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How do you avoid fee disputes with your clients?

On Behalf of | Feb 20, 2019 | Administrative Law |

What do you do about a disgruntled client who doesn’t want to pay the legal bill he or she has racked up?

Tread carefully. Rightly or wrongly, a fee dispute can open the doorway to a complaint about your professionalism or allegations of malpractice. Once the state bar gets involved, you may spend more time and energy defending yourself than the original bill was worth — and the resulting increase in your liability insurance premiums can also be a burden.

At the same time, you naturally can’t afford to let clients just ignore their bills. The wisest course of action, then, is to try to avoid fee disputes in the first place. Here are some tips that can help:

1. Make sure you have a clear agreement

Remember: Certain legal specialties aside, most people who hire an attorney are doing so for the first time. They aren’t going to be familiar with how the billing process works.

Explain how your fees work, including the retainer. Make sure that your client understands how quickly you may go through that retainer and what you expect from the client when that happens.

2. Choose your clients carefully

You have a right to be discerning about your clients. If you suspect that a client isn’t being realistic about the costs associated with his or her case, it may be wise to take a pass.

Similarly, if your client is unrealistic about the possible outcomes of a case, you may want to decline to provide your services. Clients who have unreasonable expectations about an attorney’s abilities are the most likely to cry “malpractice” later.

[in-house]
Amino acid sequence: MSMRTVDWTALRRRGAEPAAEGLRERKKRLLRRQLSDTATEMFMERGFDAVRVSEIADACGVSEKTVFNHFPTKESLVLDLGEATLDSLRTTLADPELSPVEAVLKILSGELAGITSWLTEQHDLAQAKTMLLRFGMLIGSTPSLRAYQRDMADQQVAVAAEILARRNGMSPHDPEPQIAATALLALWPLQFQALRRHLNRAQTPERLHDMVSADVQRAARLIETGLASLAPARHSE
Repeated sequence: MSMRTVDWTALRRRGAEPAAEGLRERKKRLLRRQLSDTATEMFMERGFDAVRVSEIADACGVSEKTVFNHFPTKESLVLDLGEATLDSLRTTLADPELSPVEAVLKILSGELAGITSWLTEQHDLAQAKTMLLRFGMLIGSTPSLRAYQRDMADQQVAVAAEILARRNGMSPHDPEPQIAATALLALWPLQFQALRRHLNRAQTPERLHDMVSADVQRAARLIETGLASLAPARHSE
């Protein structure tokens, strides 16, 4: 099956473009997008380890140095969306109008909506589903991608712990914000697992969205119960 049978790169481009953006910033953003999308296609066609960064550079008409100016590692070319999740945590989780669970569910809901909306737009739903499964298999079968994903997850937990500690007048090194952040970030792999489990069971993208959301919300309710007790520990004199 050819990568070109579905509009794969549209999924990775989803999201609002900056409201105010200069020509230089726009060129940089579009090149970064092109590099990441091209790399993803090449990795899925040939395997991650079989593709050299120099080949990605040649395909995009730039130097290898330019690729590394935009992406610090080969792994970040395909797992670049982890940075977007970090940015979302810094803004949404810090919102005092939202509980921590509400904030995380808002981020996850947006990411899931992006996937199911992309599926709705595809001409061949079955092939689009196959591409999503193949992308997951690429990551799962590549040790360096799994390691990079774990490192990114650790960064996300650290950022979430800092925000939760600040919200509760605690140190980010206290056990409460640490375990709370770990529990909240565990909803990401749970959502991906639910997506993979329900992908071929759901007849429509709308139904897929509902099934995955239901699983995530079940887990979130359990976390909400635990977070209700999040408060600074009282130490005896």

3. Keep a steady billing cycle

A client who gets a large, unexpected bill is likely to be an angry client. Make sure that you bill for your services regularly. Itemize your work as much as possible so that your client can see what you’ve been doing and where the money has gone.

Keep clear records, including copies of pleadings and notes on your phone calls or other actions on behalf of your client. If a fee dispute does happen, you need that evidence to be readily available.

If an aggrieved client does take a claim of malpractice to the bar after a fee dispute, make certain that you respond promptly to the letter you receive from the bar — otherwise, your troubles could amplify unnecessarily.


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